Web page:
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HONG KONG – A group of the world’s leading luxury brands, including Kering, Ralph Lauren, PVH Corp and Louis Vuitton, have come together to look at how they can future-proof their businesses against disruptive global trends – including, intriguingly, rising inequality. The 15 luxury companies are collaborating under the BSR’s Responsible Luxury Initiative (ReLI) to develop a “sustainable pathway for the future of luxury.”

The businesses have launched a new report entitled ‘Disrupting Luxury: Creating Resilient Businesses in Times of Rapid Change.’

The report outlines three disruptive global trends – climate change and biodiversity loss, new technologies and automation, and rising economic inequality – which, it is felt, will have specific consequences for luxury brands. It then provides a perspective on how luxury businesses can “create responsible and resilient brands in a time of rapid change, while leveraging the sector’s unique strengths.”

The issue of rising inequality is the most interesting of the issues being addressed. It is perhaps unfortunate timing that this report has been published during a week that Burberry has been slammed for destroying £28.6m worth of goods. What, many might be curious to know, have a group of the world’s most luxurious brands got to say about the issue of income inequality?

The report states: “…the third trend is rising economic inequality, which asks luxury companies to re-evaluate their role in society and how they can contribute in new ways to create a more inclusive luxury. When it comes to emerging markets—where economic inequality is even more dramatic—what does it mean to be a modern luxury brand?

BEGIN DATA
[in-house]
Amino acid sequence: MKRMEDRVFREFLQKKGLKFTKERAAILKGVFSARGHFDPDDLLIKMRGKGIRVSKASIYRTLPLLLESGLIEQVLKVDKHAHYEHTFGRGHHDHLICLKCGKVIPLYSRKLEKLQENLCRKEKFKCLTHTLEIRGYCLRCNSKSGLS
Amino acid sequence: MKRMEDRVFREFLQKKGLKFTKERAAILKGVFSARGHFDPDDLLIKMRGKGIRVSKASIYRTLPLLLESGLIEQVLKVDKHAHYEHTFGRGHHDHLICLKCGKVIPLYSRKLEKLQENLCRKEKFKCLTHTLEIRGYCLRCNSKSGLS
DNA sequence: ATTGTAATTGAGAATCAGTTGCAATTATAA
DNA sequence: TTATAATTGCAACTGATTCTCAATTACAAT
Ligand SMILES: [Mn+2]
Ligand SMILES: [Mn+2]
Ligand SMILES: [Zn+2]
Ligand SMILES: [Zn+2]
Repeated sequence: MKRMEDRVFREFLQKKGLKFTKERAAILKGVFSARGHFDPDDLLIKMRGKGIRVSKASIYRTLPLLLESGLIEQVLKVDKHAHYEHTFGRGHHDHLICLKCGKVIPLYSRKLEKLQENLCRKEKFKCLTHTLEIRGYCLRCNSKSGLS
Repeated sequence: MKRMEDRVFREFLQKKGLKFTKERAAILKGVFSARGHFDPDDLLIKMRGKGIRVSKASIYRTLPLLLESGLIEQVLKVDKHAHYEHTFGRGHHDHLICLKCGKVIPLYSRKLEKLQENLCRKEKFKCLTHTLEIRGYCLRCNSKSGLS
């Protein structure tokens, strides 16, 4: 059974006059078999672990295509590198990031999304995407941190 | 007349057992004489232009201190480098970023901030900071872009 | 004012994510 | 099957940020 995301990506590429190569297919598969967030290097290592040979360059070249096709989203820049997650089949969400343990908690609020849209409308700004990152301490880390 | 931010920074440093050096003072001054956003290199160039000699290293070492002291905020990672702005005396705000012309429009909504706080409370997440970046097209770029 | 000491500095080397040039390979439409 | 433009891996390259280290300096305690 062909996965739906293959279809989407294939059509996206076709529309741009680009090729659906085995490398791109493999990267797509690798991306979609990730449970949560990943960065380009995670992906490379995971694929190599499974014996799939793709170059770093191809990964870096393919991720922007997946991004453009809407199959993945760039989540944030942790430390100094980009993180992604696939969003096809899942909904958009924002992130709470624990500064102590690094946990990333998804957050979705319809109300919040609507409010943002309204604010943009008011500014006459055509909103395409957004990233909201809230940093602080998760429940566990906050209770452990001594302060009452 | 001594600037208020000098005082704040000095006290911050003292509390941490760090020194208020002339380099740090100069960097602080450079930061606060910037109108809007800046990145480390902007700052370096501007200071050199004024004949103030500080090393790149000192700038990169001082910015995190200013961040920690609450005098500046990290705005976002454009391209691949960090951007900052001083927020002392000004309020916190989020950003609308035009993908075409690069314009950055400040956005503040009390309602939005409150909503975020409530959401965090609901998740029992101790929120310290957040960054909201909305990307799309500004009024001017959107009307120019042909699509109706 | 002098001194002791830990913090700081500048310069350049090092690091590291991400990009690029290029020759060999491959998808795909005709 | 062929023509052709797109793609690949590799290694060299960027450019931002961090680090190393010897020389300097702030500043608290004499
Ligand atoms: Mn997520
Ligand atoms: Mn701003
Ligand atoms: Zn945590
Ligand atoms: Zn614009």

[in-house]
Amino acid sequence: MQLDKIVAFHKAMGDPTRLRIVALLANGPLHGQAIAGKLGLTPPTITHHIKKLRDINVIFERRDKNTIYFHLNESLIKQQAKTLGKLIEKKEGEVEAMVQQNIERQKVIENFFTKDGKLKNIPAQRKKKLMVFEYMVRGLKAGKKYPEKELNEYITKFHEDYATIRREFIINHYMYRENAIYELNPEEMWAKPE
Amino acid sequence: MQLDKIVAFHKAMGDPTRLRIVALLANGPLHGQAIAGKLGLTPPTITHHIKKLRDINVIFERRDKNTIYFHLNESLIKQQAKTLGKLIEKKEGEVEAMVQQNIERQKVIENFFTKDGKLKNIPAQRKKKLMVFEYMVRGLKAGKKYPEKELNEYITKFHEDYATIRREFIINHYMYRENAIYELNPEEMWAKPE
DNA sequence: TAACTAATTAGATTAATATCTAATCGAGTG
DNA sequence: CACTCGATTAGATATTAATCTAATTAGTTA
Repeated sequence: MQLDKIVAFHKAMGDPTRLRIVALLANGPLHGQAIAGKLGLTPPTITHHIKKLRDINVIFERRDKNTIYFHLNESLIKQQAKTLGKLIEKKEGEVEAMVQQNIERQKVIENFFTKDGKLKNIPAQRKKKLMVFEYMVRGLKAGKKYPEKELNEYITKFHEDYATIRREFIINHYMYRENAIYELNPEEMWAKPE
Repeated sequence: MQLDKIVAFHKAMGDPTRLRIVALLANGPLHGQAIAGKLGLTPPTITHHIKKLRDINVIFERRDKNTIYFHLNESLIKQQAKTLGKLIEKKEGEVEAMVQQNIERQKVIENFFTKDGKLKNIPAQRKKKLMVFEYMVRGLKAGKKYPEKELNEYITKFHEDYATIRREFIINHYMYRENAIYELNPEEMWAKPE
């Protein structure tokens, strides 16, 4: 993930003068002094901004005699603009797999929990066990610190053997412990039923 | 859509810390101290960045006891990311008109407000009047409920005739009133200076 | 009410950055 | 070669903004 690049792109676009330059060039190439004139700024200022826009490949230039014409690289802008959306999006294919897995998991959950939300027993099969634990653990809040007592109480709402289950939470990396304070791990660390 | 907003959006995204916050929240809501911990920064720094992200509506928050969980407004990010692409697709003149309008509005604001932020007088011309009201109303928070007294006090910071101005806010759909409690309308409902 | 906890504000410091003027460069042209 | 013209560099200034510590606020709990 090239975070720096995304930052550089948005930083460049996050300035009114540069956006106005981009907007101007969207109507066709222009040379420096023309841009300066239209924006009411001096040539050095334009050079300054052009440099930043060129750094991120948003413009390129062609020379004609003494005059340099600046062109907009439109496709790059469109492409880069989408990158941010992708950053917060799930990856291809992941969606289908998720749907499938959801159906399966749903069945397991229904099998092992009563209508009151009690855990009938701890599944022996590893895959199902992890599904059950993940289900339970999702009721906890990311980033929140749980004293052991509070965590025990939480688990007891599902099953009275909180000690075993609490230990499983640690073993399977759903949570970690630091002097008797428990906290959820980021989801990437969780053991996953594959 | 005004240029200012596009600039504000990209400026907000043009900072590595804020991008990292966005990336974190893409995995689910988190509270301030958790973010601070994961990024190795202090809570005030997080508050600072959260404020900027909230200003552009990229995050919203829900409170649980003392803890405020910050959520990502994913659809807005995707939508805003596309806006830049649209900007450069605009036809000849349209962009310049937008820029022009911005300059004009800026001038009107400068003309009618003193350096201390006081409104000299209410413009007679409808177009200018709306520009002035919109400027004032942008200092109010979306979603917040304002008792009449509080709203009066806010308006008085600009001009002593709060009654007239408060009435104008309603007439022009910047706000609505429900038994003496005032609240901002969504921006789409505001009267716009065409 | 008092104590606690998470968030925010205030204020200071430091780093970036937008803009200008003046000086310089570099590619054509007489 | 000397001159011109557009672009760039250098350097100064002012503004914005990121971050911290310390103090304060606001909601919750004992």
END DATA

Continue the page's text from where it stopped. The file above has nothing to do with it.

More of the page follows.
“With inequality on the rise, there is growing frustration with an economic system that enables a fraction of people to control most of the world’s wealth. Often, this same group determines how the world’s collective resources are used.

“Rising inequality has specific implications for luxury: How can a sector that traditionally appeals to the elite embrace inclusion?” Editor’s note: it can’t. Luxury, by definition, is exclusive.

On the occasion of the global launch of the report, Kering’s chief sustainability officer and head of international institutional affairs, Marie-Claire Daveu, said: “Luxury has the added responsibility as trendsetters to create value for the good of the environment and society, which can then influence the entire fashion industry to act. In prioritising sustainability and embedding proactive strategies into our business models now, the luxury sector will become more adaptive to future challenges and ultimately this will provide us with critical business advantages.”

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